Uganda's total population is currently estimated to be 30 million, clustered into approximately 5m households, of about 6 members per household on average, with an annual growth rate of 3.4 per cent. 51.4 per cent of the population is female while the males account for remaining 48.6 per cent. About 68 per cent are children below 18 years of age and over 6 per cent are above the age of 60, leaving a potentially working population of only about 26 per cent, with a dependence ratio of about 2.9:1. 88 per cent of Uganda's population is rural and over 92 per cent of the working population is employed in the informal sector. Population distribution is dependent on the settlement patterns, climatic conditions and nature of vegetation cover, soil fertility, social factors, and economic activity.
Ethnically Uganda has an inheritance of four major groups divided into many different tribes. Among these are the Bantu occupying the southern parts of the country, the Nilo-Hamites in the north western territories, the Nilotics in the central parts of the northern region, and the Hamites in the north eastern parts of the country. With inter-marriages and national interests coming into play, however, ethnicity is currently less pronounced than it was during the pre-independence period.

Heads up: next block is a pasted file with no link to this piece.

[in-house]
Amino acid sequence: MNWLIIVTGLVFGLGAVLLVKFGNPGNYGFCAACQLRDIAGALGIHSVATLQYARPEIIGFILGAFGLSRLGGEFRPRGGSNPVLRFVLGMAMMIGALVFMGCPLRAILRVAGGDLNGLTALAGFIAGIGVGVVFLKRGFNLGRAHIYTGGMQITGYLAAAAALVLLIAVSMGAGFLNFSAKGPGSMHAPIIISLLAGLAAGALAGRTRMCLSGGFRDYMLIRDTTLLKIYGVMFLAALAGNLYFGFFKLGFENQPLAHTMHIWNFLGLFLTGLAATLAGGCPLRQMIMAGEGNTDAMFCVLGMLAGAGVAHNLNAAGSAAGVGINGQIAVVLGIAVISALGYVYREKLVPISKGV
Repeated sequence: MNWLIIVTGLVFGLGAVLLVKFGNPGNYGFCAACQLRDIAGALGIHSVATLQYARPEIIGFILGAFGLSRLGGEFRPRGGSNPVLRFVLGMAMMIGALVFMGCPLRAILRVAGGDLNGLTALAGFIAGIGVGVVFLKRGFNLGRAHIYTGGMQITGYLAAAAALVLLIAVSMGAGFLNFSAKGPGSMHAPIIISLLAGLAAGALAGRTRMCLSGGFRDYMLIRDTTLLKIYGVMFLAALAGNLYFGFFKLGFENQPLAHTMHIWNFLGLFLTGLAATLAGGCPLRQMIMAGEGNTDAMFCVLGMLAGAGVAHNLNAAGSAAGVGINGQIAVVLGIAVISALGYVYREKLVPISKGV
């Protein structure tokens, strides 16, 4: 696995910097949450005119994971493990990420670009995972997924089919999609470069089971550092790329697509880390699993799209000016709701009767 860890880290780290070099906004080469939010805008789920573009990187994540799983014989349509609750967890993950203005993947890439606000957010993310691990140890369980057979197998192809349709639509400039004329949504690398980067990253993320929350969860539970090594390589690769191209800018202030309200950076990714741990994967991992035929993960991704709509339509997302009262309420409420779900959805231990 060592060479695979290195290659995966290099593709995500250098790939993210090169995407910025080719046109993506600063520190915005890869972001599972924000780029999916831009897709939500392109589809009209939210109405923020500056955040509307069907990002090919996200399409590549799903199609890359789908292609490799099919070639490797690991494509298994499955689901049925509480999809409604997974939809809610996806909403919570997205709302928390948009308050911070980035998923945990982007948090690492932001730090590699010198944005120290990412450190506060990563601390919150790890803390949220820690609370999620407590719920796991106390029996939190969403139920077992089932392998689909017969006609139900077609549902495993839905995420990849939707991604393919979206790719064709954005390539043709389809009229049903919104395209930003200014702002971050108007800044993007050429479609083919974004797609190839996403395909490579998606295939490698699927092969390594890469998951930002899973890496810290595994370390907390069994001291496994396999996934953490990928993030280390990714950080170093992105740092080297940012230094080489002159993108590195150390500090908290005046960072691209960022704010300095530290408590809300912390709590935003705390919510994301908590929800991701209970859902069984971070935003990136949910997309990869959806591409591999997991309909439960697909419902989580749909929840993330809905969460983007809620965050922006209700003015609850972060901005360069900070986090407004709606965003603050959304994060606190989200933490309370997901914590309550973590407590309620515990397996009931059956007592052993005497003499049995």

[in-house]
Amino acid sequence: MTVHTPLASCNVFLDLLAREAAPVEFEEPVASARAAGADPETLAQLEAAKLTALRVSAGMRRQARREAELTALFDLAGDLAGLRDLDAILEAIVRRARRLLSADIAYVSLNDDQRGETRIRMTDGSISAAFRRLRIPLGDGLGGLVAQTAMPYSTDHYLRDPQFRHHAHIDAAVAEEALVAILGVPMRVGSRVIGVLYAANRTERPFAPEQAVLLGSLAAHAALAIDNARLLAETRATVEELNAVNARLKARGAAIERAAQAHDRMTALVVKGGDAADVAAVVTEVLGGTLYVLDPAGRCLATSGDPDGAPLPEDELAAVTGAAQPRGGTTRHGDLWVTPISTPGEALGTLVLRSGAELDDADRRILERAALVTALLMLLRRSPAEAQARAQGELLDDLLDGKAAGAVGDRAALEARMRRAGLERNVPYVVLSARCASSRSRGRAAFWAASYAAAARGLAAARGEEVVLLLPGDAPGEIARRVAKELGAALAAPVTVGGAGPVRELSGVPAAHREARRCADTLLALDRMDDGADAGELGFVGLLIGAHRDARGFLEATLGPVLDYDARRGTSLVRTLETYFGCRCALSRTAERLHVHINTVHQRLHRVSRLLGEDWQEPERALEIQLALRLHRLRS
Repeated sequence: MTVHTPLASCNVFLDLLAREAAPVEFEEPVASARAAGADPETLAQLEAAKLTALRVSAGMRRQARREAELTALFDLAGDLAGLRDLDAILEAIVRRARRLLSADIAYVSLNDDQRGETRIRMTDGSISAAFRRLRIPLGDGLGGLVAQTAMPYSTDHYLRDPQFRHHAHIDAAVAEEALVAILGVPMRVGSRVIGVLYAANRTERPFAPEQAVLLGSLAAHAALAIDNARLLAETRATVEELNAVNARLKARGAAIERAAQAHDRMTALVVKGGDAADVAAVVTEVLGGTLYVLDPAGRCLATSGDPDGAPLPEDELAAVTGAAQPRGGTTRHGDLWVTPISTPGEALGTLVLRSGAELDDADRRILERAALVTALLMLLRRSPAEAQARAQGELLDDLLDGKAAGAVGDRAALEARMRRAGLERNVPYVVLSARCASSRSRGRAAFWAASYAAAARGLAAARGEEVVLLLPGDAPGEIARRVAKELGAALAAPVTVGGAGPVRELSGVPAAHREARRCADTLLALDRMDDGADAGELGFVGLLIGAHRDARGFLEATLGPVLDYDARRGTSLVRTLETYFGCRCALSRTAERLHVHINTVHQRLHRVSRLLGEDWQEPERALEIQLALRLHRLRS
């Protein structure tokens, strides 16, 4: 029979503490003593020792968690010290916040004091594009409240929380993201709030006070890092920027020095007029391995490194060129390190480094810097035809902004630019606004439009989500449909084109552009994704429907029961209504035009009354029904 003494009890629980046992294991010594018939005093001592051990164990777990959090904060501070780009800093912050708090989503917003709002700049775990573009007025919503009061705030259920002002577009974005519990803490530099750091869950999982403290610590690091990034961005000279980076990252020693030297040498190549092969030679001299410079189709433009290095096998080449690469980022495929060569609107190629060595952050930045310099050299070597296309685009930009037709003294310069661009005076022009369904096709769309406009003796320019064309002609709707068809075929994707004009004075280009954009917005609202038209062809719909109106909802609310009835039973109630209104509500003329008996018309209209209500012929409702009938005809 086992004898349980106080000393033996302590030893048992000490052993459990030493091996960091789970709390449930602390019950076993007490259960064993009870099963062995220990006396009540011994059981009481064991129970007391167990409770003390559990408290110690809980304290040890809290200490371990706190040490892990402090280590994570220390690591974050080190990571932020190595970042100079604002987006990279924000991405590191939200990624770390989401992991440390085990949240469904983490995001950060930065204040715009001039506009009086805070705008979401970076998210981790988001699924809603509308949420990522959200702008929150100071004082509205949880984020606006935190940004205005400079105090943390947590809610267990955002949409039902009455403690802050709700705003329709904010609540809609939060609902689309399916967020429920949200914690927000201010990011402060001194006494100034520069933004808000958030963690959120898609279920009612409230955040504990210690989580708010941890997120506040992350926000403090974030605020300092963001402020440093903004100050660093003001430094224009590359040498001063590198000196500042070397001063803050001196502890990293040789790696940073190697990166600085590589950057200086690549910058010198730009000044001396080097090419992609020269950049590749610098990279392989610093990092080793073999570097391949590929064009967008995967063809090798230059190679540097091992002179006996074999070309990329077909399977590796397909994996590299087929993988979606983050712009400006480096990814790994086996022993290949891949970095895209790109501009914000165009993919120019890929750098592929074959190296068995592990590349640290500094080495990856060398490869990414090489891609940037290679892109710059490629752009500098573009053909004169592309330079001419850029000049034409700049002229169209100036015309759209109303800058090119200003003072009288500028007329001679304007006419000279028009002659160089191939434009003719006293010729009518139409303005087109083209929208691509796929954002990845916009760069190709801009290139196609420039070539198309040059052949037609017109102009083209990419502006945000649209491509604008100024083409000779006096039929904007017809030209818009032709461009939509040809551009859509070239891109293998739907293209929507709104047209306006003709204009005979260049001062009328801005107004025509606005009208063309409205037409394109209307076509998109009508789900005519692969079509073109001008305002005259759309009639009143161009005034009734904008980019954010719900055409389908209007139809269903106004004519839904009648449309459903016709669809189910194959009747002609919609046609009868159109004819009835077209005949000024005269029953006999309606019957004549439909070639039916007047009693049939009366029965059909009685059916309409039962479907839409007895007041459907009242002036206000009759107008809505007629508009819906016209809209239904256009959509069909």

Over 85 per cent of the population are nominal Christians, although the percentage of practicing Christians is estimated to be much less but not officially established. The remaining 15 per cent of the population is claimed by other religious faiths, the most pronounced of which is Islam and traditional African faiths though believers in the later are usually found to subscribe to either Christianity or Islam, at least, nominally. This is largely due to the fact that the supreme law of the land gives the people complete freedom of faith as long as one does not interfere with the freedom of others to worship. However, the belief in human sacrifice practiced by some traditional religions has been reported to put the life of some people, especially children, as the media has reported many cases of human sacrifice in recent years which has prompted government to table a bill in parliament to outlaw such religious practices.
Family structures in Uganda have undergone several changes as a result of the turbulent periods and the outbreak of epidemics such as HIV/AIDS. There are more Orphaned and Vulnerable Children (OVCs) in Uganda today than ever before. The 2006 UDHS defined an orphan as a child below age 18 or below age 15 with one or both parents deceased. A vulnerable child is defined as a child below age 18 or age 15 who has a chronically ill parent or who lives in a household where an adult has been chronically ill or has died in the last 12 twelve months. The 2006 UDHS survey indicated that 45 per of children below the age of 18 were either orphans, vulnerable, or both.